In Column 2 of Table 2, the economic efficiency obtained from the cost function estimation is greater than one because Frontier4.1 does not consider a constraint in the cost function estimation, such as the economic efficiency range between zero and one. In order to compare the calculated SFA efficiencies, the economic efficiency figures obtained from the SFA method were divided into the highest cost efficiency figure in Table 2 (1.124) until the numerical values of economic efficiency fall between zero and one (Column 3 in Table 1). In this method, the average economic efficiency of the laboratory units of hospitals affiliated with the UUMS was 0.931 (SD = 0.034). Also, the lowest cost-efficiency belonged to Hospital Laboratory 9 (value = 0.89), and the highest cost efficiency was related to Hospital 13 (value = 1).

Table 2 Economic efficiency of clinical laboratories of hospitals affiliated with the UUMS through the SFA method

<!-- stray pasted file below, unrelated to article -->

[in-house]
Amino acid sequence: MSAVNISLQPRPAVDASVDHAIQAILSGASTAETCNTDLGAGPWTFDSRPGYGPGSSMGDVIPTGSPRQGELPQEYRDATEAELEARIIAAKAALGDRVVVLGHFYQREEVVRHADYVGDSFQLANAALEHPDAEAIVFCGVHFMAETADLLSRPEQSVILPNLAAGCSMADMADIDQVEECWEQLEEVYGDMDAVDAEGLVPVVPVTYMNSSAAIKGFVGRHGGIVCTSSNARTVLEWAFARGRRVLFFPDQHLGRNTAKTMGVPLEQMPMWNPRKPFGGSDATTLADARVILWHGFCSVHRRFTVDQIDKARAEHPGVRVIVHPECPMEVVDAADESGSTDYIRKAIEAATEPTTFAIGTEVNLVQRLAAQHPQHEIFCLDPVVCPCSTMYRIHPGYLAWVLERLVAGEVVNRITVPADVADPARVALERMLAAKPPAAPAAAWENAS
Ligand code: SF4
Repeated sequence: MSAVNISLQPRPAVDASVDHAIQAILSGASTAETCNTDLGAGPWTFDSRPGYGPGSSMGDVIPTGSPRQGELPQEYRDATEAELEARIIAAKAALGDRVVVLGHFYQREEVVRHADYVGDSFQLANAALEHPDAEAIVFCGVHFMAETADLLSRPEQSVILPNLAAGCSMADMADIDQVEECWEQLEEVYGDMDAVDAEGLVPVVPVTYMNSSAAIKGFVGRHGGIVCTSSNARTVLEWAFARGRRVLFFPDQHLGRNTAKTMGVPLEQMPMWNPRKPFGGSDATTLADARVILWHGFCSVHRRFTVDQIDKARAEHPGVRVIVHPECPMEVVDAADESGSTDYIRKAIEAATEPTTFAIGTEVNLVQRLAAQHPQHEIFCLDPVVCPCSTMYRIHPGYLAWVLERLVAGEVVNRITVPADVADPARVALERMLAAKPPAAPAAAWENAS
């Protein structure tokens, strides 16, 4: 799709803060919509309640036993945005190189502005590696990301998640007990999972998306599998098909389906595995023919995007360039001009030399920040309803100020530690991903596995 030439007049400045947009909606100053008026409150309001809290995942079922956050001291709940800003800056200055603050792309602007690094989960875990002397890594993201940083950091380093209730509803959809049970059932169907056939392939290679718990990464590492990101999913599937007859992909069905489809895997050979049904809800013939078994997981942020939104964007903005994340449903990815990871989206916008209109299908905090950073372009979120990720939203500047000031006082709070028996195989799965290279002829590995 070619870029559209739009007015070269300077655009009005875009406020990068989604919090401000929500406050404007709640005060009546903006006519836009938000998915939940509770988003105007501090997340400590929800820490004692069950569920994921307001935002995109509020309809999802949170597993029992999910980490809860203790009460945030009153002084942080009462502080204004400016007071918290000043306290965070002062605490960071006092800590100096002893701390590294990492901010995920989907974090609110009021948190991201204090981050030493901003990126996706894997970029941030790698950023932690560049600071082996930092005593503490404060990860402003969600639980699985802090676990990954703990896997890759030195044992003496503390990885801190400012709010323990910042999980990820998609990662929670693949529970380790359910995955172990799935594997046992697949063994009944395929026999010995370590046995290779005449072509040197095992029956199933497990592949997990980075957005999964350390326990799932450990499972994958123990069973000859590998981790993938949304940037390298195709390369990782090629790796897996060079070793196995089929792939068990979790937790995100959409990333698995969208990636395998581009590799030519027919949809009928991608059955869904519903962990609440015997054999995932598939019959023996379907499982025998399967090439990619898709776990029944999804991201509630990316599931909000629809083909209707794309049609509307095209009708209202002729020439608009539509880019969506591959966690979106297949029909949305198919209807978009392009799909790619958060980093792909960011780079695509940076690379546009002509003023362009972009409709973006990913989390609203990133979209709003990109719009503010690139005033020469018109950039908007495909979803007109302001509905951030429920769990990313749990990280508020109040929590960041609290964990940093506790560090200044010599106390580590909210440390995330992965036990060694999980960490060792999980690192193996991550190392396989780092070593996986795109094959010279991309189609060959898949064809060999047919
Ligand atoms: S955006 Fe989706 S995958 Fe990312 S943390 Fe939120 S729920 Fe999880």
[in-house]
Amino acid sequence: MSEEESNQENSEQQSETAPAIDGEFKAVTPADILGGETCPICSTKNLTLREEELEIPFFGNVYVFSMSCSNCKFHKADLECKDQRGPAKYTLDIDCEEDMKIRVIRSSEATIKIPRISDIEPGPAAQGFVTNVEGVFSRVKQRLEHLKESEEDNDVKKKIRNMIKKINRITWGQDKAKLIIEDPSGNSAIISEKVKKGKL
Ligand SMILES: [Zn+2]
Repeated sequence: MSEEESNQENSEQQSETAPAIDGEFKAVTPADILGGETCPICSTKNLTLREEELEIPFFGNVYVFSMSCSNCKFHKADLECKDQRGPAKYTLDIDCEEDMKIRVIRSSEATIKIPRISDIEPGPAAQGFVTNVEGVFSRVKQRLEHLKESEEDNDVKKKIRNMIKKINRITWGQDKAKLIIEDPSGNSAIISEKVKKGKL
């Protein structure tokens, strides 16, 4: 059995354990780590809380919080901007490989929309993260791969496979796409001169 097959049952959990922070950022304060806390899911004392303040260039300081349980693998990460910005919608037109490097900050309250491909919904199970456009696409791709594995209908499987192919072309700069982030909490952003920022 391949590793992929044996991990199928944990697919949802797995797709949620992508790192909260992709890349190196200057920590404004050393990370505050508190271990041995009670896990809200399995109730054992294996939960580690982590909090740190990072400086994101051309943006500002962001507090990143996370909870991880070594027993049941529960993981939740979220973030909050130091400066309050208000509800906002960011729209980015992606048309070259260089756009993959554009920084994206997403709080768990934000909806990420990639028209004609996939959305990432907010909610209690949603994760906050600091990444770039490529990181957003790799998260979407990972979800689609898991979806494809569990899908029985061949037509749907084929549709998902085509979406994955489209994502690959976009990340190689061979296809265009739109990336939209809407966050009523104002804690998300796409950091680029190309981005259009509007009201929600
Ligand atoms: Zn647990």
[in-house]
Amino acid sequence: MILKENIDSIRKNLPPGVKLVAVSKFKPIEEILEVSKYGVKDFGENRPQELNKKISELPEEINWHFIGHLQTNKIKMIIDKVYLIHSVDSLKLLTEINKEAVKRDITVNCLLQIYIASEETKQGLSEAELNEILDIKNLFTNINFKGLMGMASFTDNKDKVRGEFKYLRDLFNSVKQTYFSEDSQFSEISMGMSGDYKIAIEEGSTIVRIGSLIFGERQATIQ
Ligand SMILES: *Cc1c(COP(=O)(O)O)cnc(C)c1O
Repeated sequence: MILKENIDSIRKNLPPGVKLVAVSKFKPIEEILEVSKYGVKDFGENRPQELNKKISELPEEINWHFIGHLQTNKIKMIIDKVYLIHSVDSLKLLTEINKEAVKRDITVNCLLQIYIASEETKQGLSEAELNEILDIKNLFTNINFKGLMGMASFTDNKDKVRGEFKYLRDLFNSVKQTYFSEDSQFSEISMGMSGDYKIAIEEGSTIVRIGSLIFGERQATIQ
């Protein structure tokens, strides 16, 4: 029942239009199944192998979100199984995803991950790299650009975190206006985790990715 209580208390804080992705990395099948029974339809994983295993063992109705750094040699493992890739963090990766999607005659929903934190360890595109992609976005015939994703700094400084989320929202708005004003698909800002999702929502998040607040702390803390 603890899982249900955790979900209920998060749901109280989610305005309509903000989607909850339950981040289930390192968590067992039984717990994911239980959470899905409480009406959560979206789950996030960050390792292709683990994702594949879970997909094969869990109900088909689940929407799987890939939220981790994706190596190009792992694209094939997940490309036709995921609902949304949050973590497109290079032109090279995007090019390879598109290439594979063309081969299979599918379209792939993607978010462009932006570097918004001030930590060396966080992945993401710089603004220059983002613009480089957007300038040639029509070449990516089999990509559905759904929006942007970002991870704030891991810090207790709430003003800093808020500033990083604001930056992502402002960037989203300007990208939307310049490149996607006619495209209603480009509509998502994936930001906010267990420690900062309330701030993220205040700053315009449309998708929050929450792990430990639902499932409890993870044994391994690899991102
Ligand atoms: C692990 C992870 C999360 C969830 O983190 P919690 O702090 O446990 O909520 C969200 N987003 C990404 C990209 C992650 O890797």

In Table 3, no significant relationship is observed between output, i.e., the number of admissions, with expert, ELISA, cell counters, incubators, centrifuges, microscopes, and microbial culture medium inputs. In other words, these inputs do not considerably impact the output level, which may be due to the high similarity of data collected from hospitals’ laboratories and, therefore, a reduced fluctuation between data and their low variance. Also, in Table 3, the sum of the partial elasticity coefficients of inputs was 1.94, so the laboratory units of the studied hospitals had an increasing return to scale. The negative production elasticity of some production factors indicated that the laboratories under study were in the third and non-economic stage of production. At this stage, the increase in labor and capital will lead to a decrease in production. Also, the production elasticity relative to specialist input was 3.82, which was greater than the other elasticities. This means that a one percent increase in this production factor leads to the highest increase in the return of laboratories by 3.82%. According to the final results of the maximum likelihood estimation regarding the accuracy of using the Cobb–Douglas function, since the LR value was 7.93, the Cobb–Douglas function form was chosen. In other words, this form was suitable for the SFA for the studied laboratory units due to the high LR value of the Cobb-Douglas function rather than the translog function. The gamma variable that shows the contribution of inefficiency variance in the production function also equaled 1 with a standard error of 0.0000006. That is, the share of stochastic factors in the inefficiency of clinical laboratories in hospitals affiliated with the UUMS was equal to zero, and the variables included in the studied model impacted the inefficiency rate most. The significance of the γ parameter confirms that inefficiency plays an important role in the model.